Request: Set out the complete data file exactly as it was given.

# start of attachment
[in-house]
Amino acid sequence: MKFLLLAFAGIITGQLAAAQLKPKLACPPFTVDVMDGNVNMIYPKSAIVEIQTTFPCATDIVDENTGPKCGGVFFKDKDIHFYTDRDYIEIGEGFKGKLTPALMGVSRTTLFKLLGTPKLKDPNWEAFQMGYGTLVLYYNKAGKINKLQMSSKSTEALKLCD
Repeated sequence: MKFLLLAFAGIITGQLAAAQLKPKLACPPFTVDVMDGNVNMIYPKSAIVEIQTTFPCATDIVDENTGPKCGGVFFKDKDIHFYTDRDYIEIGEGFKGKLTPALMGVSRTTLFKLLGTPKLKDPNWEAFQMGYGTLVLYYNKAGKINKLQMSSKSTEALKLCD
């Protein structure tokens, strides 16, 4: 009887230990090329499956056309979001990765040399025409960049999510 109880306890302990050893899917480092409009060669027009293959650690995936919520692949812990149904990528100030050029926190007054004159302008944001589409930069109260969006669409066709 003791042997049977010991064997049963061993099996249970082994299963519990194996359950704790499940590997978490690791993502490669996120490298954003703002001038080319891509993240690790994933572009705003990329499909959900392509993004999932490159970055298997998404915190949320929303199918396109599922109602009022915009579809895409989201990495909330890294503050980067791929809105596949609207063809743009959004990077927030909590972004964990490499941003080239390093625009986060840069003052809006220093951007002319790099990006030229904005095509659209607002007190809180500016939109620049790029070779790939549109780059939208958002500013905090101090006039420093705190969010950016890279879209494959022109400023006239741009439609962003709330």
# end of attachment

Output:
[in-house]
Amino acid sequence: MKFLLLAFAGIITGQLAAAQLKPKLACPPFTVDVMDGNVNMIYPKSAIVEIQTTFPCATDIVDENTGPKCGGVFFKDKDIHFYTDRDYIEIGEGFKGKLTPALMGVSRTTLFKLLGTPKLKDPNWEAFQMGYGTLVLYYNKAGKINKLQMSSKSTEALKLCD
Repeated sequence: MKFLLLAFAGIITGQLAAAQLKPKLACPPFTVDVMDGNVNMIYPKSAIVEIQTTFPCATDIVDENTGPKCGGVFFKDKDIHFYTDRDYIEIGEGFKGKLTPALMGVSRTTLFKLLGTPKLKDPNWEAFQMGYGTLVLYYNKAGKINKLQMSSKSTEALKLCD
């Protein structure tokens, strides 16, 4: 009887230990090329499956056309979001990765040399025409960049999510 109880306890302990050893899917480092409009060669027009293959650690995936919520692949812990149904990528100030050029926190007054004159302008944001589409930069109260969006669409066709 003791042997049977010991064997049963061993099996249970082994299963519990194996359950704790499940590997978490690791993502490669996120490298954003703002001038080319891509993240690790994933572009705003990329499909959900392509993004999932490159970055298997998404915190949320929303199918396109599922109602009022915009579809895409989201990495909330890294503050980067791929809105596949609207063809743009959004990077927030909590972004964990490499941003080239390093625009986060840069003052809006220093951007002319790099990006030229904005095509659209607002007190809180500016939109620049790029070779790939549109780059939208958002500013905090101090006039420093705190969010950016890279879209494959022109400023006239741009439609962003709330």